On the surface, one might say this is not a good investment. However, the facts show it is more fiscally rewarding to invest in cross training people, even with the risk of losing one now and again, than it is bloat head count to achieve the same results. Good for the company and good for the people in the company.
With a cross-trained workforce in place, your business is far better suited to thrive and prosper in that still-fluid business environment. In a very small business, a cross-trained workforce can be the difference between business as usual and crippled when several people are absent.
No downside, right? Well, in fact there can be some downside to implementing a cross training program in your business.
The human mind is incredible, but it also can run wild at times, especially if the brain believes its human could be in peril. It is not unusual for people to feel a cross training program is really a ploy by management to prepare itself to operate with fewer people after cross training is completed.
While that could be true in theory, it does not make much sense to invest in everyone in the company when the ultimate objective is to lose some of your investment when the exercise is completed.
Then again, that same imagination can run out of control when the voice tells its human, “The result of this is really more work without more pay.” These two examples alone can create havoc in a small business, even when, for the most part, the theory is flawed.
Another potential stumbling block to implementing a cross training program—in addition to short-term increase in expense—is the loss of focus during training.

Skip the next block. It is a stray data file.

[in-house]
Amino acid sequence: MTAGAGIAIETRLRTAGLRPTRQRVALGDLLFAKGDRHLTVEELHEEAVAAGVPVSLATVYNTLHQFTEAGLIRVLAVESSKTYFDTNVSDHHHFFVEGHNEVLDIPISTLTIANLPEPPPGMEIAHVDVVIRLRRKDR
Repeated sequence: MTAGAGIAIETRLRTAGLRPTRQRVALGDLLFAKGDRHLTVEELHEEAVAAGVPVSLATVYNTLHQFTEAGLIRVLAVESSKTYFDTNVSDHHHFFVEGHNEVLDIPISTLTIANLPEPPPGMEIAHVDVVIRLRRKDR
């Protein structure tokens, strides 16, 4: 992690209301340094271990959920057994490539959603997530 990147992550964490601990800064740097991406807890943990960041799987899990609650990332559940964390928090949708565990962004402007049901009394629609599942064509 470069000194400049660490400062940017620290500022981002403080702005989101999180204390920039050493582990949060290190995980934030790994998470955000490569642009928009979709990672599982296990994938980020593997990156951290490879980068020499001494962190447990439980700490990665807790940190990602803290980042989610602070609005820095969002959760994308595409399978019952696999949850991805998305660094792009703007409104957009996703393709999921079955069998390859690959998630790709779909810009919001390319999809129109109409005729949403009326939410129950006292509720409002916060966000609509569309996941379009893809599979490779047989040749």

Like any operation in business, there is a right way and a wrong way to implement cross training your team. For example, a cross training program that is comprised of an outline left to multiple individuals to deliver will most likely not produce consistent outcomes. The delivery will change every time, with key points (or requirements) being added or left out.
The result is not good for the cause, as there will be multiple interpretations of what different items in a program “mean.”
One way to establish a consistent cross training program, one that is flexible for additions or deletions, is to create a training video or narrated slide presentation This does not have to be an expensive ordeal, though you can find local businesses that produce this type of video for a reasonable cost. Or with the low-cost high-resolution cameras available today, you can produce your own; and a slide show version can be created without leaving your desk.
Remember, this is for internal use only, so if you choose to produce the video in-house, it only needs to be accurate and informative. No Academy Awards here.
A video, if produced correctly, will serve your cross training purposes into the future, and should be looked upon as any other tool in your business. A video will be consistent in delivering the message time after time, and will cut down on both the extent and number of audience interpretations of the program. In the long run, cost is less, and time invested is less, too.
The benefits of a well-thought-out and implemented cross training program clearly provides more advantages than obstacles for most businesses. More efficiency in your business without adding head count, and flexibility in operations when needed, provides for continued operations in adverse conditions. It can also increase profitability.
Best of all, your customers always get what they want and need, regardless of the internal road taken to get there.